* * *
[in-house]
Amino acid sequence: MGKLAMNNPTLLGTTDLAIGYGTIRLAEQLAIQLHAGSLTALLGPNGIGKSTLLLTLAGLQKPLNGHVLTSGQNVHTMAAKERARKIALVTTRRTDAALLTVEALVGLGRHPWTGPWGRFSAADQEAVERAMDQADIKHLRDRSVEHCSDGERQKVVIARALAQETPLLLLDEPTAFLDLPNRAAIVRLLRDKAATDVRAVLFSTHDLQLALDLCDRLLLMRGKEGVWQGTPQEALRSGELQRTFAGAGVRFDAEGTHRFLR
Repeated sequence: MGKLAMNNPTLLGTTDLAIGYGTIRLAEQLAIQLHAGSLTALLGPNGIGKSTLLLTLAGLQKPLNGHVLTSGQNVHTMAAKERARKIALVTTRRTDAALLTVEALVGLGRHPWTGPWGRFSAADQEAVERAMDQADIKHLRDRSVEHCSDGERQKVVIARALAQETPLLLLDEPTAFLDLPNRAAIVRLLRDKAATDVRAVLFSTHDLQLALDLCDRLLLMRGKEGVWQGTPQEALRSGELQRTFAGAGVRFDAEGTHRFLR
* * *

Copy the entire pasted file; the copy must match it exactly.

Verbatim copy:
[in-house]
Amino acid sequence: MGKLAMNNPTLLGTTDLAIGYGTIRLAEQLAIQLHAGSLTALLGPNGIGKSTLLLTLAGLQKPLNGHVLTSGQNVHTMAAKERARKIALVTTRRTDAALLTVEALVGLGRHPWTGPWGRFSAADQEAVERAMDQADIKHLRDRSVEHCSDGERQKVVIARALAQETPLLLLDEPTAFLDLPNRAAIVRLLRDKAATDVRAVLFSTHDLQLALDLCDRLLLMRGKEGVWQGTPQEALRSGELQRTFAGAGVRFDAEGTHRFLR
Repeated sequence: MGKLAMNNPTLLGTTDLAIGYGTIRLAEQLAIQLHAGSLTALLGPNGIGKSTLLLTLAGLQKPLNGHVLTSGQNVHTMAAKERARKIALVTTRRTDAALLTVEALVGLGRHPWTGPWGRFSAADQEAVERAMDQADIKHLRDRSVEHCSDGERQKVVIARALAQETPLLLLDEPTAFLDLPNRAAIVRLLRDKAATDVRAVLFSTHDLQLALDLCDRLLLMRGKEGVWQGTPQEALRSGELQRTFAGAGVRFDAEGTHRFLR